LAWRENCEVILLE -- Tijuana Shambry had just lain down for the evening when she heard arguing and firecrackers -- no, sounds too loud to be firecrackers -- ringing from the parking lot. Curious, she kept low, creeping from her bed to the window. Then, from down the hall, her young daughters wailed: "Tre's bleeding!"
The mother of three darted across her second-story apartment to her son's room. There Tre lay, beside his triple-decker bunk-bed, a bed big enough to store his clothes and accommodate his football buddies on sleepovers. She dialed 911 and directed her daughters to gather towels from a linen closet. They did what they could until EMTs and police rushed in, but Tre, the eldest child at age 13, could not speak, and would never share another word with his mother, Shambry testified Tuesday.
"I can see the bullet hole in him," she testified, referring to Tre's abdominal wound.
Watching in a white dress shirt at the defense table was murder suspect Joshua Banks, a 27-year-old man who lived in the same city but had never met the Shambrys. Banks is accused of drunkenly fooling with a .40 caliber handgun in the Holland Park apartments parking lot the night of Jan. 18, 2010, and firing several shots in the direction of the family's apartment, including the fatal shot that burst through Tre's window as he peeked out.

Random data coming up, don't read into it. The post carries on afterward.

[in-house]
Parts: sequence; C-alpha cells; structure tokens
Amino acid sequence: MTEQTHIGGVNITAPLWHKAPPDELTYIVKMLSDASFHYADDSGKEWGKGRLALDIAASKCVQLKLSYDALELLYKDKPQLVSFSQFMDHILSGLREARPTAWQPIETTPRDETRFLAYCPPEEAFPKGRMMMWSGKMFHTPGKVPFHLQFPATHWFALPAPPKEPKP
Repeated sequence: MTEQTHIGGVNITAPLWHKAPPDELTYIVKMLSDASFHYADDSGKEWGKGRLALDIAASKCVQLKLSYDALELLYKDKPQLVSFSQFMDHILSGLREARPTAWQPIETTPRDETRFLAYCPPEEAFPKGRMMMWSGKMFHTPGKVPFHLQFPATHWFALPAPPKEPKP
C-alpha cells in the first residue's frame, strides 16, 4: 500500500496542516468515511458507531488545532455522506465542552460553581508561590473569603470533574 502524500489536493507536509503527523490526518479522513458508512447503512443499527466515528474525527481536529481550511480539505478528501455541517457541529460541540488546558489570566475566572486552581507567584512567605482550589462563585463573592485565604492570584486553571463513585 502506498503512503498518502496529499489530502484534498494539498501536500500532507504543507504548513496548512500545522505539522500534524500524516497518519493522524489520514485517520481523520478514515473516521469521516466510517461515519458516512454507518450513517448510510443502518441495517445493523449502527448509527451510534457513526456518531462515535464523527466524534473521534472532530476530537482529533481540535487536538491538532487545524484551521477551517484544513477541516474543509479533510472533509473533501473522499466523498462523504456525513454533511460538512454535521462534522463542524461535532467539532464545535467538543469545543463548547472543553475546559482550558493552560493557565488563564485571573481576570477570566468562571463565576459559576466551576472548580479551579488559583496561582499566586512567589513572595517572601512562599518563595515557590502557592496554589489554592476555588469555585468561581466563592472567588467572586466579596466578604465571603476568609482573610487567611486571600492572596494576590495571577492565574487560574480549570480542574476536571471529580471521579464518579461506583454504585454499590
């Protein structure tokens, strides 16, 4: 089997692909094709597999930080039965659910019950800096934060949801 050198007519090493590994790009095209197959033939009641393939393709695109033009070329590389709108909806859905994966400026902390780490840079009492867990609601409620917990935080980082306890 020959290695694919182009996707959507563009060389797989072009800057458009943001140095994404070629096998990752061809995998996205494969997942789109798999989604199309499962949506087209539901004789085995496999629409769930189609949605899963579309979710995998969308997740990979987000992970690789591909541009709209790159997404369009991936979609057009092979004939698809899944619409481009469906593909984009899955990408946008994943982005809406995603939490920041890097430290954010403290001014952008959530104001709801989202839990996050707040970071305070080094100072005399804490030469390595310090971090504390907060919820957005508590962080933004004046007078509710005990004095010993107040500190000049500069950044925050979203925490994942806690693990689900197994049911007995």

Assistant District Attorney Karen Harris told jurors in the trial's opening phase that Banks admitted to a Gwinnett police sergeant he'd fired the gun and accidentally killed the boy. That confession, however, was not taped, because it came during a smoke break on a patio outside the interrogation room, Harris said.
The sergeant had been at Gwinnett Medical Center when the boy died, and his retelling of those events got Banks' talking, and he later copped to the shooting on tape, Harris said.
To the contrary, Banks' attorney, Xavier Dicks, told jurors "this so-called confession" had no merit, in that it came after grueling interrogations that had left his client tired and "beat down."
Banks faces life in prison on counts of felony murder and weapons possession.
Gwinnett police blanketed the apartment complex with fliers and issued a reward but were stymied until a suspect in an unrelated case mentioned Banks. He was arrested in connection with yet another case in July that year, and initially blamed the shooting on someone named "Kebo," who Banks claimed was among his group of revelers in the parking lot, Harris said.
Banks' first version of events was that he came to the apartments to inquire about a TV and laptop from a man he called "Pizza," or Steven Brown, who is expected to testify, Harris said.
"No one will say anyone other than (Banks) possessed or fired a gun that night," Harris said.
Harris told jurors the case doesn't fit the mold of a traditional, malicious murder, and she posited that that's irrelevant. Banks, a convicted felon, handled the weapon in such a dangerous manner he should've known someone could get hurt, she said.
Dicks appeared to be bent on convincing jurors that his client was not the shooter, rather than arguing the shooting was an accident undeserving of a murder conviction. He asked jurors for an acquittal.
"The evidence is going to show that no one knows -- and will never know -- who fired that shot," Dicks said.